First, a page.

The Japanese analysed the stomach content to “estimate prey consumption’’ and measured blubber thickness to “study the nutritional condition’’ of the dead whales.

Minke whale surfaces through Antartic ice, photo set

Monday, 25 September 2017

World's most successful environmental agreement has been in place for thirty years this month

CSIROscope, 15 September 2017:  

This weekend marks the 30th birthday of the Montreal Protocol, often dubbed the world’s most successful environmental agreement. The treaty, signed on September 16, 1987, is slowly but surely reversing the damage caused to the ozone layer by industrial gases such as chlorofluorocarbons (CFCs).

Each year, during the southern spring, a hole appears in the ozone layer above Antarctica. This is due to the extremely cold temperatures in the winter stratosphere (above 10km altitude) that allow byproducts of CFCs and related gases to be converted into forms that destroy ozone when the sunlight returns in spring.

As ozone-destroying gases are phased out, the annual ozone hole is generally getting smaller – a rare success story for international environmentalism.

Back in 2012, our Saving the Ozone series marked the Montreal Protocol’s silver jubilee and reflected on its success. But how has the ozone hole fared in the five years since?

The Antarctic ozone hole has continued to appear each spring, as it has since the late 1970s. This is expected, as levels of the ozone-destroying halocarbon gases controlled by the Montreal Protocol are still relatively high. The figure below shows that concentrations of these human-made substances over Antarctica have fallen by 14% since their peak in about 2000.

Past and predicted levels of controlled gases in the Antarctic atmosphere, quoted as equivalent effective stratospheric chlorine (EESC) levels, a measure of their contribution to stratospheric ozone depletion. Paul Krummel/CSIRO, Author provided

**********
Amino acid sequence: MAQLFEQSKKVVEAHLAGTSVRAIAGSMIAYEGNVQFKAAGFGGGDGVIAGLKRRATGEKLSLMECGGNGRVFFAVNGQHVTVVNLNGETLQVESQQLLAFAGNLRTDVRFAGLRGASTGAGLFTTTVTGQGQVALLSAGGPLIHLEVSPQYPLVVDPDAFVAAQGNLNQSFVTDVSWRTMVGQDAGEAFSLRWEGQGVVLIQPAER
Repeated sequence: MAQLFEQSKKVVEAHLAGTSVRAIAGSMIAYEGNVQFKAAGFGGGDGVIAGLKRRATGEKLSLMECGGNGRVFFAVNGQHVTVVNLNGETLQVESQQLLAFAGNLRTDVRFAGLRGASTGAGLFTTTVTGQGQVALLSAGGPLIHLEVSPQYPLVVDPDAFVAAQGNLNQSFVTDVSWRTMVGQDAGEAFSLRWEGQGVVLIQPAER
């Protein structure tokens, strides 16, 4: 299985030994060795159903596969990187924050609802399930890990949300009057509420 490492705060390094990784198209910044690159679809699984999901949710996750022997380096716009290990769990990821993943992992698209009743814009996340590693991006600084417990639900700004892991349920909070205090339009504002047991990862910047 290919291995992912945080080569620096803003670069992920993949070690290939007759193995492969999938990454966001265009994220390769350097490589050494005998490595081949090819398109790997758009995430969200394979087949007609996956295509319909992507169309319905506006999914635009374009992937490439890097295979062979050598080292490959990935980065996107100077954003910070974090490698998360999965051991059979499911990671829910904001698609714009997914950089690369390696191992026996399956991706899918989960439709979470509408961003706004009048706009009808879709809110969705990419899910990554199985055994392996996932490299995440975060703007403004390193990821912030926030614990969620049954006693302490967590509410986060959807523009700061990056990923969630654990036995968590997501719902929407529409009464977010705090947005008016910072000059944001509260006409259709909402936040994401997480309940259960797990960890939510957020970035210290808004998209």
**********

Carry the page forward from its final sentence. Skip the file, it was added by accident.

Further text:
Read the full article here.

Thursday, 11 May 2017

Memo To All Those Climate Science Conspiracy Theorists Out There: so you think all is well with the natural world, do you?

“On Feb. 13, the combined Arctic and Antarctic sea ice numbers were at their lowest point since satellites began to continuously measure sea ice in 1979.” [National Aeronautics and Space Administration (NASA), 23 March 2017]

National Aeronautics and Space Administration (NASA), 10 November 2016, 
Rift in the Antarctic Peninsula's Larsen C ice shelf
               , 2 May 2017:

Scientists monitoring a rift in an Antarctic ice shelf where an iceberg a quarter the size of Wales is poised to break off say the huge crack in the ice has spread.

Late last year a rift in the Larsen C Ice Shelf grew suddenly by around 18km, leaving a vast iceberg more than 5,000 square kilometres "hanging by a thread".

Just 20km of ice connects the iceberg to the rest of the ice shelf, according to researchers from the Swansea University-led Midas project, which has been studying the stability of the Larsen C Ice Shelf for three years.

The main rift continued to grow early this year and is currently 180km long.

Now satellite data has revealed a second branch of the rift, some 15km long, which is moving towards the edge of the ice.

When the ice breaks off it is likely to lead to one of the biggest icebergs ever recorded.

Professor Adrian Luckman, of Swansea University College of Science and head of Project Midas, said: "While the previous rift tip has not advanced, a new branch of the rift has been initiated.

"This is approximately 10km behind the previous tip, heading towards the ice-front."

He said it was the first significant change to the rift since February, but added: "Although the rift length has been static for several months, it has been steadily widening, at rates in excess of a metre per day."

And he said: "When it calves, the Larsen C Ice Shelf will lose more than 10 per cent of its area to leave the ice front at its most retreated position ever recorded; this event will fundamentally change the landscape of the Antarctic Peninsula."

The researchers warned the ice shelf will be less stable after the iceberg calves, and could follow the example of its neighbouring ice shelf Larsen B, which disintegrated in 2002 after a similar event.

Thursday, 6 April 2017

Japan's government sanctioned whale killers returned to home port in March 2017